Who Reads My College Application?
This article was written based on the information and opinions presented by Monique Hunter in a CollegeVine livestream. You can watch the full livestream for more info.
A Breakdown of the Admissions Committee
The Admissions Committee
In order to best optimize your admissions strategy, let’s shed some light on who the admissions committee is. You might be asking yourself, who reads my application? Usually, the people who read your application are part of that university’s admissions committee. They read through all the applications received that year and can go through several applications in just one hour. The process happens very fast. The admissions committee collectively decides who to accept, reject and who to put on the waitlist. If you’ve never heard of the waitlist, it is basically when someone is deferred by the college. They are neither accepting or rejecting that student and want to wait and see what other applicants they have before making their decision.
The Admissions Officer
Another person you might have heard of is the admissions officer. A school’s admissions officer oversees a specific region in the country, so each school has multiple of them. They are usually a diverse group that represents the graduates of the university. Many of them might be veterans of the school.
Admissions officers tend to be on the younger side with more liberal views. Even if you notice this in your region’s admissions officer, it is important not to tailor your essays to meet their perceived political preferences. You want to stay away from any political topics in your essay as you never know who is reading your application.
How the Admissions Process Works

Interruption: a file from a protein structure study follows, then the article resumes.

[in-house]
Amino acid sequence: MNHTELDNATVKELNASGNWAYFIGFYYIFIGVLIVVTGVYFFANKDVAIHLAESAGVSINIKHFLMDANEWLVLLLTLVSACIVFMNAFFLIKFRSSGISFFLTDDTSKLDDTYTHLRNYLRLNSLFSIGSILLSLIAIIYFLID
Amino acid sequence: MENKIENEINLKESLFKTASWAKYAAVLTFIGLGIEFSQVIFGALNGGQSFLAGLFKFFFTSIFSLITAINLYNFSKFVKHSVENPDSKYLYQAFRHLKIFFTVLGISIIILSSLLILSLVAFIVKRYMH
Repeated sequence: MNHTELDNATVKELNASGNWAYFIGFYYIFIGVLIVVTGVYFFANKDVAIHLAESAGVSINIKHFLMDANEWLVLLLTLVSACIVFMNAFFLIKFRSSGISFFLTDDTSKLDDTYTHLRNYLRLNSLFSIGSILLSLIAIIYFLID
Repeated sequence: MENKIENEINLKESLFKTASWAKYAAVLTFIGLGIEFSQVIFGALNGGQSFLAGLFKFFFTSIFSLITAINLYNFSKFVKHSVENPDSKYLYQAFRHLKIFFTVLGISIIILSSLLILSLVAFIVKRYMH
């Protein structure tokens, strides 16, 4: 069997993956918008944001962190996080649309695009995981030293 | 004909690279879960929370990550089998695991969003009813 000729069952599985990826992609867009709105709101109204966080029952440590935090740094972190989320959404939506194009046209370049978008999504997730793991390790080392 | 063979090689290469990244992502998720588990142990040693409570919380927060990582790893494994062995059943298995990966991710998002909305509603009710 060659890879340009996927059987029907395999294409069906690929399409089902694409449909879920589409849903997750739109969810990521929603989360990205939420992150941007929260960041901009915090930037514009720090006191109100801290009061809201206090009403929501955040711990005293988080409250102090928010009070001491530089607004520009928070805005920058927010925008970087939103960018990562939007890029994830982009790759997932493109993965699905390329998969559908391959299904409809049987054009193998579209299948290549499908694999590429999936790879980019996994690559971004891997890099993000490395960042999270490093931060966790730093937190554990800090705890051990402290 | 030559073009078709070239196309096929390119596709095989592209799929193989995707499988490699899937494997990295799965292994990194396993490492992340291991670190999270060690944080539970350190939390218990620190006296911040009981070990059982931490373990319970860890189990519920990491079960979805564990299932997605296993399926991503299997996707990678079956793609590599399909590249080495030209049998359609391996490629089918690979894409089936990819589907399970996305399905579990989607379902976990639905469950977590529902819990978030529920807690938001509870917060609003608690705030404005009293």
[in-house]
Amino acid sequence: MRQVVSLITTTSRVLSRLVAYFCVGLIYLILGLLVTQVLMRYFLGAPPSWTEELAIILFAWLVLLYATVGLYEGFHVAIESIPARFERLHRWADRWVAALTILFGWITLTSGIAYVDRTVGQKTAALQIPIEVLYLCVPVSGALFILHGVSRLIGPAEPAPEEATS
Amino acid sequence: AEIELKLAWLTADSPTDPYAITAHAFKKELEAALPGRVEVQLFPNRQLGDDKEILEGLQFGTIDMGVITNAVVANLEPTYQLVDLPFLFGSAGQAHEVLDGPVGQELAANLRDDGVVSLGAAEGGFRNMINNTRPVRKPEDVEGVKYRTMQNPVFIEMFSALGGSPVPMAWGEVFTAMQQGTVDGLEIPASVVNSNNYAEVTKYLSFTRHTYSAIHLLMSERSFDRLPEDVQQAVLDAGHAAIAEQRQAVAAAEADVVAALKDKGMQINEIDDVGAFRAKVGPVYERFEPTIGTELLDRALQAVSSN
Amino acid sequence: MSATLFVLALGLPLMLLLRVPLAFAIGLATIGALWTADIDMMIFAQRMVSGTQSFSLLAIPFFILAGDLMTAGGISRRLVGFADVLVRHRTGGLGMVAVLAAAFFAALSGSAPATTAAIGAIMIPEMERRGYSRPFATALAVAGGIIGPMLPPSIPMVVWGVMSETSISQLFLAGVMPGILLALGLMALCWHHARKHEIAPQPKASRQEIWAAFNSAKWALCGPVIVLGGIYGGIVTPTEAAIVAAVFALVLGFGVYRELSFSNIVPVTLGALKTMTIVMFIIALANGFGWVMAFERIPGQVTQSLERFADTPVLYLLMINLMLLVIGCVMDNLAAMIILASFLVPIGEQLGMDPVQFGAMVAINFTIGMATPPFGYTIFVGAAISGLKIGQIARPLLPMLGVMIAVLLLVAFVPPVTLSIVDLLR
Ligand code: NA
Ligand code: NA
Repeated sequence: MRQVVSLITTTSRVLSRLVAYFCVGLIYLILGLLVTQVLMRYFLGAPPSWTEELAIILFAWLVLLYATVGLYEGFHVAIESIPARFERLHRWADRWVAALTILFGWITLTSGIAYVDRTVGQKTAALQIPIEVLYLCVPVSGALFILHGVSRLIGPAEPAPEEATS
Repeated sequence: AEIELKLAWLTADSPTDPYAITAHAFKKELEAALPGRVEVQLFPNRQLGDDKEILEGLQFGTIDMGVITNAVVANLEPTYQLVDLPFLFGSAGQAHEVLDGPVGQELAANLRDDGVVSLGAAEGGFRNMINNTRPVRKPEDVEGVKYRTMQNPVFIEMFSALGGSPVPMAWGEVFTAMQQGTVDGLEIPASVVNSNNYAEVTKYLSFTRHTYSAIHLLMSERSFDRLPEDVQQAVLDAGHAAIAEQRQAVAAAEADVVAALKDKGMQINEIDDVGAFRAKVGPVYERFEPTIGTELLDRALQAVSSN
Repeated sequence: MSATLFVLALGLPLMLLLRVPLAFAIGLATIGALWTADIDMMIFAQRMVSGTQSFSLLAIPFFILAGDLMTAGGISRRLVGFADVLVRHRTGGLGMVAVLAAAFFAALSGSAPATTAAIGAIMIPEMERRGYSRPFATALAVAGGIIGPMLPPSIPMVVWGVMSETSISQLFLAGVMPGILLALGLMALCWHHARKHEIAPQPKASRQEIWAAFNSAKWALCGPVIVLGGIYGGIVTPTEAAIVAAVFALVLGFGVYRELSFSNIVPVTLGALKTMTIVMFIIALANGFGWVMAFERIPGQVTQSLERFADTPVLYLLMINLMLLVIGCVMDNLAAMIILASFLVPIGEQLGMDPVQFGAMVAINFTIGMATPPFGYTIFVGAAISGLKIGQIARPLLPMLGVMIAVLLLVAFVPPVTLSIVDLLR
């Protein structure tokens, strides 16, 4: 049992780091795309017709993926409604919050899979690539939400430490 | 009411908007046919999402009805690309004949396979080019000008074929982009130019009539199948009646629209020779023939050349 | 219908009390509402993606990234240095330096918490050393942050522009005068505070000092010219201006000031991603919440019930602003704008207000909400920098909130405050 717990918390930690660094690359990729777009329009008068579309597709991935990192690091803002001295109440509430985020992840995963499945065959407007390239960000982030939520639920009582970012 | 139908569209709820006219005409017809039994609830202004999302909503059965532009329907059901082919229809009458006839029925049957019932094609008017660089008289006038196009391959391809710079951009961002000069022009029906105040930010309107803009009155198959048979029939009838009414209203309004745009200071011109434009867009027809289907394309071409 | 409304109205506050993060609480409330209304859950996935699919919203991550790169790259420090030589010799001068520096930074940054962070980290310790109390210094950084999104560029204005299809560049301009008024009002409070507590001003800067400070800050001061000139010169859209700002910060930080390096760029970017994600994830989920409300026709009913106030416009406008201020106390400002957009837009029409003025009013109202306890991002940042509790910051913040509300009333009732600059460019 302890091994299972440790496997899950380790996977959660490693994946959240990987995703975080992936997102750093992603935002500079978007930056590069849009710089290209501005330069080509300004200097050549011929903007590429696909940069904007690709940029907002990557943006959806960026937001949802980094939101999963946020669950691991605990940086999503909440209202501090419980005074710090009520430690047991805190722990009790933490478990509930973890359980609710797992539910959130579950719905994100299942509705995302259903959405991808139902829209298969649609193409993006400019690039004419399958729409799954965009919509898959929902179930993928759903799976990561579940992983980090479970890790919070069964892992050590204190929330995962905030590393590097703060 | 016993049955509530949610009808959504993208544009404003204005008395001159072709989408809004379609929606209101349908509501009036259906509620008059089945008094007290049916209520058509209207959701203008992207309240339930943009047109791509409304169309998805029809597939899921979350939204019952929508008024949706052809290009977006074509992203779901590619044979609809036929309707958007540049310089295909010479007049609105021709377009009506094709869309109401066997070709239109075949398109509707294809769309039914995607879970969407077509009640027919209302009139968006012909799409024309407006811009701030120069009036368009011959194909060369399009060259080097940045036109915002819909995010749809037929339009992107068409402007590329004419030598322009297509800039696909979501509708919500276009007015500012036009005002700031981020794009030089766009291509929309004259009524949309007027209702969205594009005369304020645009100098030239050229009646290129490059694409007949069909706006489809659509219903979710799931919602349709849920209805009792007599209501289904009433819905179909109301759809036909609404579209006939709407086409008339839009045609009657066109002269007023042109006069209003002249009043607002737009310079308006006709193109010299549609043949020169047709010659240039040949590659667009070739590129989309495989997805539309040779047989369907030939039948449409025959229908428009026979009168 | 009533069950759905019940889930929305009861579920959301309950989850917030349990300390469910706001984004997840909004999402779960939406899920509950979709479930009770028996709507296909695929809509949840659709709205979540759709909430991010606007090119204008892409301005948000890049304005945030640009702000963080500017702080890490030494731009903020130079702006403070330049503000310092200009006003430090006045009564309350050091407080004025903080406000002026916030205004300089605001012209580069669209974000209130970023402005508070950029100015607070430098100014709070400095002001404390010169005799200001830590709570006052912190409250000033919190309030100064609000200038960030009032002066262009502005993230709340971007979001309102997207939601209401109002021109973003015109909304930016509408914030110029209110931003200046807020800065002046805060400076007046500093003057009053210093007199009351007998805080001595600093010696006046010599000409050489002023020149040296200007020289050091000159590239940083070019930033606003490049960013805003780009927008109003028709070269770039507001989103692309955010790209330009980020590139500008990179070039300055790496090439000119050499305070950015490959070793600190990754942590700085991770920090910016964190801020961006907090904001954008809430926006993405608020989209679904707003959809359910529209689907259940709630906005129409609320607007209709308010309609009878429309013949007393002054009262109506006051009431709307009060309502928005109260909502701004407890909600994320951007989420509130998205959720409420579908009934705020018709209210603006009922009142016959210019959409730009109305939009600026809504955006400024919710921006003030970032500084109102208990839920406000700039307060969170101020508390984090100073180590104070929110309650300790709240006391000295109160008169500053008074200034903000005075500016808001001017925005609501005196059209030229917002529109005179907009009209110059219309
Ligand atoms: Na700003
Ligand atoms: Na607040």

The actual admissions process varies school by school. Not every school has the same process, but there is usually a similar structure. The process begins with one reader who scans over your academic qualifications and then decides if the rest of your application moves on to the next step. If two readers read the same application and their scores are vastly different, then your application gets forwarded to another committee or subcommittee where it is read over again and a new decision is made.
After reviewing your academic qualifications, your essays and extracurriculars are looked at by a new batch of readers. At this point they have decided that you meet the university’s academic threshold and now are looking at other areas of your application.
Very selective schools like Harvard, the IVs and top state schools usually have three or four people reviewing your application and give you a score. The score is usually broken down into four buckets. The first bucket is for applications that are likely to be admitted. The second bucket is for applications that need further reviewing. The third bucket is for applications that are likely to be rejected and the last bucket has applications that will almost certainly be rejected.
Applications put in the fourth bucket are usually the applicants that did not meet the university’s academic threshold. This is the number one reason why a person is rejected. When it comes time to decide which schools you are applying to, make sure to look up the previous years data. Look into the average GPA and test scores of those admitted students. You want to make sure that you at least meet the academic threshold for that university.